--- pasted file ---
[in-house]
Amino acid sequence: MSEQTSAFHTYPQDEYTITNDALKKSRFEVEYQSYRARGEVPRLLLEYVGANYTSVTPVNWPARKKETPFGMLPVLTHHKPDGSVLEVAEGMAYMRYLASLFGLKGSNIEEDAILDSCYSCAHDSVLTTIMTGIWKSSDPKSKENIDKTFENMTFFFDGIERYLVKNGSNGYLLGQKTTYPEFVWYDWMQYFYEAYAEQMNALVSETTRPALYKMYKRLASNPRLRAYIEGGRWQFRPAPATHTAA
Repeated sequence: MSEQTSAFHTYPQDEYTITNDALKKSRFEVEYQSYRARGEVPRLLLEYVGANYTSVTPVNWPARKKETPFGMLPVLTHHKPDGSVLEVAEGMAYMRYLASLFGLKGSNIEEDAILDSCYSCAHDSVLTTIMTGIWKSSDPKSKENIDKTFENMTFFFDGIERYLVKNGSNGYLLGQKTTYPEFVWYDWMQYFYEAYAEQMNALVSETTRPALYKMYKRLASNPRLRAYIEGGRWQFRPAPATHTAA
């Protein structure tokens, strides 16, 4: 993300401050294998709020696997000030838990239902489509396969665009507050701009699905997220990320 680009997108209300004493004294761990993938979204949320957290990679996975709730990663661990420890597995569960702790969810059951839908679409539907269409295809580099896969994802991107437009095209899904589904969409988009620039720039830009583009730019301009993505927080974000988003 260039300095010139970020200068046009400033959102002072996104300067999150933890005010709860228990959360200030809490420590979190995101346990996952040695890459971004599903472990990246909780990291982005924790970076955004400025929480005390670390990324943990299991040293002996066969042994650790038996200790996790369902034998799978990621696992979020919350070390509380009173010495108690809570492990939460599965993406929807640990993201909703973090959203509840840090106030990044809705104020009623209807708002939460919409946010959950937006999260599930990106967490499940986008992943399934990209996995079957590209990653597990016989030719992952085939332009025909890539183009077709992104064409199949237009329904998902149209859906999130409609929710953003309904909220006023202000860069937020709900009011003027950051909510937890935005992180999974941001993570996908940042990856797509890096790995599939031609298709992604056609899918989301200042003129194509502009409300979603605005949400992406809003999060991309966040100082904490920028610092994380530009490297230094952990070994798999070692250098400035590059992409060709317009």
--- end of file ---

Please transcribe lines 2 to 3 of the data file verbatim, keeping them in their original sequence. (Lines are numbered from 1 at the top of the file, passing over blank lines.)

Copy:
Amino acid sequence: MSEQTSAFHTYPQDEYTITNDALKKSRFEVEYQSYRARGEVPRLLLEYVGANYTSVTPVNWPARKKETPFGMLPVLTHHKPDGSVLEVAEGMAYMRYLASLFGLKGSNIEEDAILDSCYSCAHDSVLTTIMTGIWKSSDPKSKENIDKTFENMTFFFDGIERYLVKNGSNGYLLGQKTTYPEFVWYDWMQYFYEAYAEQMNALVSETTRPALYKMYKRLASNPRLRAYIEGGRWQFRPAPATHTAA
Repeated sequence: MSEQTSAFHTYPQDEYTITNDALKKSRFEVEYQSYRARGEVPRLLLEYVGANYTSVTPVNWPARKKETPFGMLPVLTHHKPDGSVLEVAEGMAYMRYLASLFGLKGSNIEEDAILDSCYSCAHDSVLTTIMTGIWKSSDPKSKENIDKTFENMTFFFDGIERYLVKNGSNGYLLGQKTTYPEFVWYDWMQYFYEAYAEQMNALVSETTRPALYKMYKRLASNPRLRAYIEGGRWQFRPAPATHTAA